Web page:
The introduction of mindfulness practice to the young in schools reflects the increasing public interest in mindfulness (article in ST). This has also generated concerns about the safety of such practices (letter to ST).
The contemporary form of secular mindfulness practice started in the healthcare setting where mindfulness practices were introduced to US Hospitals in the late 1970s. Like any medical treatment, potential risks and benefits/ side effects need to be considered.
In order that these Mindfulness-Based-Interventions (MBIs) be acceptable to patients with existing physical and mental health problems, great care had to be taken. For example, screening criteria that exclude potential participants who would not benefit or might even be harmed by these MBIs, and MBI instructors rigorously trained to administer the MBIs in the intended way. Further, formal channels of communication were open between patients’ primary physicians and the MBI instructor –yet another safety net in case patients encountered problems. (Standards of practice in MBSR)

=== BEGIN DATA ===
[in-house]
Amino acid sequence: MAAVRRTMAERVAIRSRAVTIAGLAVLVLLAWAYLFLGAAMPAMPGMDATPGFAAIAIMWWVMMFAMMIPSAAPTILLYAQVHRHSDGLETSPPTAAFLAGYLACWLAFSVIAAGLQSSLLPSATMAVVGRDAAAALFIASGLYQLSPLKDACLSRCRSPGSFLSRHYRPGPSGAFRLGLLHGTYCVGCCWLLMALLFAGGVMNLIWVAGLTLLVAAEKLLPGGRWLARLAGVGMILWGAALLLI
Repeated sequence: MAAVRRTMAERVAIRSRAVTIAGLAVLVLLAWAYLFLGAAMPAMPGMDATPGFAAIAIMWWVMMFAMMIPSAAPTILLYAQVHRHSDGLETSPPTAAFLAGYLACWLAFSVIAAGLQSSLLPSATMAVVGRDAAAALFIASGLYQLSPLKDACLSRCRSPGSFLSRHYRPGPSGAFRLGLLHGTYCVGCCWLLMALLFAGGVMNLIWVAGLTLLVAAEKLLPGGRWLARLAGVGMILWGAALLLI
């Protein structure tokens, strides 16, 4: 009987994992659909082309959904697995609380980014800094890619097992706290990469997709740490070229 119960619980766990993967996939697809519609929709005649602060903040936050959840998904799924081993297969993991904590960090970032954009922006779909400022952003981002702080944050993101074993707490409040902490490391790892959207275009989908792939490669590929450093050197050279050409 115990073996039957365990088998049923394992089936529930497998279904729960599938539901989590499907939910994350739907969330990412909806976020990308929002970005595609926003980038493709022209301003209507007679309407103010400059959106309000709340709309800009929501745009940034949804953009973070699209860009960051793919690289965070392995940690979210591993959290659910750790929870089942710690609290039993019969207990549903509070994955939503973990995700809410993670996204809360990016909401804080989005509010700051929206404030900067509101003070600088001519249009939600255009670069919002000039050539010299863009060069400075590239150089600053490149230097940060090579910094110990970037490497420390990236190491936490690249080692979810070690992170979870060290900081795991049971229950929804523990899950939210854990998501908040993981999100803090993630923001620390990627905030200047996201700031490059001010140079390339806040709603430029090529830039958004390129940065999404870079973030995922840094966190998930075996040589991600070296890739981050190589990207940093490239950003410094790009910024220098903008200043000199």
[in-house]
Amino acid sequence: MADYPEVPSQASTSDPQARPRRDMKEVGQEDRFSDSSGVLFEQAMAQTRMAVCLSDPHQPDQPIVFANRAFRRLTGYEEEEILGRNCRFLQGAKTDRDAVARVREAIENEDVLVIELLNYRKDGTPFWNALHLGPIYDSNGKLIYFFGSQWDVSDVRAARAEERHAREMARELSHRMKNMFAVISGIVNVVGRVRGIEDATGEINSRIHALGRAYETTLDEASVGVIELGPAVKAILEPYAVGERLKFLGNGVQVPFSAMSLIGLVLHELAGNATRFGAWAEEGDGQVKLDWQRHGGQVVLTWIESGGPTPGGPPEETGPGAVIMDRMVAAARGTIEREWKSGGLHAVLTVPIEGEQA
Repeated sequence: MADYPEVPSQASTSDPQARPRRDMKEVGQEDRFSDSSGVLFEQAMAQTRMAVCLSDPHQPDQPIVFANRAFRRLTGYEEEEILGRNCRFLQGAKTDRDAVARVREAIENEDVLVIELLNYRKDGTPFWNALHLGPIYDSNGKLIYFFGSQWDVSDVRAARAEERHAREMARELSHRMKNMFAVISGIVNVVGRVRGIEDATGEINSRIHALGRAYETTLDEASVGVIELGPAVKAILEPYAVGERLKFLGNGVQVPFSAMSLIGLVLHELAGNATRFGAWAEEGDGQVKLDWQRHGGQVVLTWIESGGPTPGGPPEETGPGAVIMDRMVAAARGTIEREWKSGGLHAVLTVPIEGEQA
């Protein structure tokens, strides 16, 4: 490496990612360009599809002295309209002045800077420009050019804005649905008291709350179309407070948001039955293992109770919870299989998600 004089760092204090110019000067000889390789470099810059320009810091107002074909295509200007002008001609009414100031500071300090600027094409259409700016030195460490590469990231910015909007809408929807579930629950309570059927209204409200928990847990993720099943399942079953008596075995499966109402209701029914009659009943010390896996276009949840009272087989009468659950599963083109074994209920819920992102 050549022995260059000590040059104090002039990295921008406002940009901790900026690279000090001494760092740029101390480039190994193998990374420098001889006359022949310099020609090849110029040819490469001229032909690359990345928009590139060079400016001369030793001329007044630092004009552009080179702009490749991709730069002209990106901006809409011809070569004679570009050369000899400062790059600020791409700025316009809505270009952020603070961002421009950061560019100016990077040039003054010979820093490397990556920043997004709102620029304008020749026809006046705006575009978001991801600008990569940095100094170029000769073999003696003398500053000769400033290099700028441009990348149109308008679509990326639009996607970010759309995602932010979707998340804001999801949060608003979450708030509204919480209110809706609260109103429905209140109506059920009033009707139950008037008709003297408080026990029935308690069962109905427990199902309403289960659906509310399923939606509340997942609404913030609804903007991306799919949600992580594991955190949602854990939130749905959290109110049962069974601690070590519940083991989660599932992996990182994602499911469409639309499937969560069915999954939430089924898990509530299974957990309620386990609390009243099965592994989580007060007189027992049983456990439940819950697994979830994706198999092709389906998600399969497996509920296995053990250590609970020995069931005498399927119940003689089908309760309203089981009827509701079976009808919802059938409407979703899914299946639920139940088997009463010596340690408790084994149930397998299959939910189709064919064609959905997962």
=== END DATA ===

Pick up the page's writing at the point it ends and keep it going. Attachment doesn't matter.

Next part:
In the same way, only evidence-based programs that lay the foundation for safe conduct of mindfulness practice should be considered for schools. Second, working with teachers who know their student’s personality and background can help detect students who may potentially be at risk. Third, the mindfulness instructor (who may be the class teacher) should have undergone proper training to administer these MBIs, and to know the next steps to take if students encounter difficulties. These viewpoints were shared by other readers in followup letters to ST (Ms Dawn Sim, Ms Brindha Pillay)
Mindfulness training, like any intervention, can certainly have adverse effects. The key is to take steps to minimize their occurrence and mitigate these effects if and when they arise.
Guest Post by Wei Chieh
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